Brazil is planning an auction of new oil and gas exploration and production blocks for May 2013, although that long-delayed round will depend on prior approval of a new regulatory framework, Mines and Energy Minister Edison Lobao said.
He said the idea is for 174 new blocks - roughly half onshore and half offshore - to be placed on offer that month in the so-called “11th Round” auction, while another auction for rights to drill in the ultra-deep “pre-salt” region is being planned for November 2013.
The “pre-salt” frontier, discovered in recent years and so-named because the reserves are located far below the ocean floor under a shifting layer of salt, holds tens of billions of barrels of crude and could transform Brazil into a major oil exporter.
Lobao said the National Petroleum Agency, or ANP, will provide the concrete dates of the bidding process and details about the areas that will be on offer in the coming days.
But he said the auction will depend on congressional approval of a new regulatory framework proposed by President Dilma Rousseff’s administration.
The main obstacle thus far has been the contentious issue of how royalty payments will be distributed among Brazil’s 26 states and the federal district.
At present, most revenue from oil production goes to oil-producing states Rio de Janeiro, Sao Paulo and Espirito Santo, but the new framework - which has passed the Senate but been stalled in the lower house - would distribute royalties more equally among all the states.
Lobao said he is confident the new regulatory framework will be approved by year’s end and said the government is consulting with lawmakers to ensure that deadline is met.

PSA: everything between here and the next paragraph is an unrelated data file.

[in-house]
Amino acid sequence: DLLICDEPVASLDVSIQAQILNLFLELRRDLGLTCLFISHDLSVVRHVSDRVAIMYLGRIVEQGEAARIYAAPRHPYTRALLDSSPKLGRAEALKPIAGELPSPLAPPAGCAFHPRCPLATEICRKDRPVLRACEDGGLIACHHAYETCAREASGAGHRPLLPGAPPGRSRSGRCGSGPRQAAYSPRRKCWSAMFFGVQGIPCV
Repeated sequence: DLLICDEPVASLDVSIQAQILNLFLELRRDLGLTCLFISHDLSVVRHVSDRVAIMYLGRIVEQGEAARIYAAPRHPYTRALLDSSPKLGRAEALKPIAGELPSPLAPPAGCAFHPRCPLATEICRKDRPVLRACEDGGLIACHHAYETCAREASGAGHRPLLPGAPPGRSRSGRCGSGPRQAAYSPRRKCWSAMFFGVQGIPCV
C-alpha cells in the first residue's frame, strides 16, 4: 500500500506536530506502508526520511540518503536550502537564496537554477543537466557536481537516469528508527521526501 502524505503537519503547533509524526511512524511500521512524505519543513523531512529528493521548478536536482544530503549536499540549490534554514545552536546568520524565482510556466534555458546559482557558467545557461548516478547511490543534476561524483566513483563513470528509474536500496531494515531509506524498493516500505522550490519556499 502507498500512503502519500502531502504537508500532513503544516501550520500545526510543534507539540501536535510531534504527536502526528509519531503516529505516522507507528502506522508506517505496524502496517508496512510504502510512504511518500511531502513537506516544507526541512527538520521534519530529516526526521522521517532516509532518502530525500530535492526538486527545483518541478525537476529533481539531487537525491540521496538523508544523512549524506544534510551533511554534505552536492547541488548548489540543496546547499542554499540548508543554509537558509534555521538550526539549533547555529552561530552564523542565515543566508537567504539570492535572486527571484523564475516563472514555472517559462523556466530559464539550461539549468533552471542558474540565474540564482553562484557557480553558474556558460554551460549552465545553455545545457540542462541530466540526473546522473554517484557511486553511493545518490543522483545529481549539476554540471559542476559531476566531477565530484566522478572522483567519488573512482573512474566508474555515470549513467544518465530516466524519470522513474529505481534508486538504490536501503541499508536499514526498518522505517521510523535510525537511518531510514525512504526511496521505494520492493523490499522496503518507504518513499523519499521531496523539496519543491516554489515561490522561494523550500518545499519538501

“We’re counting on the approval of the ‘royalties’ measure this year because the next oil and gas auction should be held under the new law,” he said.
Separately, Brazilian state-controlled oil giant Petrobras, which will hold a minimum 30 percent stake in all pre-salt projects, has reached an equipment deal with GE Oil & Gas.
That subsidiary of the U.S. multinational conglomerate announced the 2.3 billion reais ($1.1 billion) deal for the sale of approximately 380 subsea wellhead systems and installations tools required for crude exploration.
The agreement was signed at the 2012 Rio Oil & Gas event, which was held earlier this month.
More than 75 percent of the wellheads - components at the surface of oil and gas wells that help contain pressure, among other functions - will be made by GE Oil & Gas at its plant in the city of Jandira, in Sao Paulo state.
GE Oil & Gas said in a press release Tuesday that the deal was “the world’s biggest contract in subsea wellhead production” and noted that Petrobras plans to install those parts “in various oil and gas fields in Brazil,” including the highly promising pre-salt region.